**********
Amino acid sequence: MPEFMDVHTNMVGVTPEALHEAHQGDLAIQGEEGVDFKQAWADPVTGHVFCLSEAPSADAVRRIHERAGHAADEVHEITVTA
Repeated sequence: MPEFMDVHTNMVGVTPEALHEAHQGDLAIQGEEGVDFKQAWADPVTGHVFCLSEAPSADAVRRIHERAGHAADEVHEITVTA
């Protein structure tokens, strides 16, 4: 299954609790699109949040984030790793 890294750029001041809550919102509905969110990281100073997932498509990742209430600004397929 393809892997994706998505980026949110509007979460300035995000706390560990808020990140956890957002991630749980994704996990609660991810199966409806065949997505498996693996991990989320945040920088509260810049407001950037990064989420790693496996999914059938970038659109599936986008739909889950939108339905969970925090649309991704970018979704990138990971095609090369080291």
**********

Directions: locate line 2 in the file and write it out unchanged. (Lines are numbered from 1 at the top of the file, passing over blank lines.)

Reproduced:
Repeated sequence: MPEFMDVHTNMVGVTPEALHEAHQGDLAIQGEEGVDFKQAWADPVTGHVFCLSEAPSADAVRRIHERAGHAADEVHEITVTA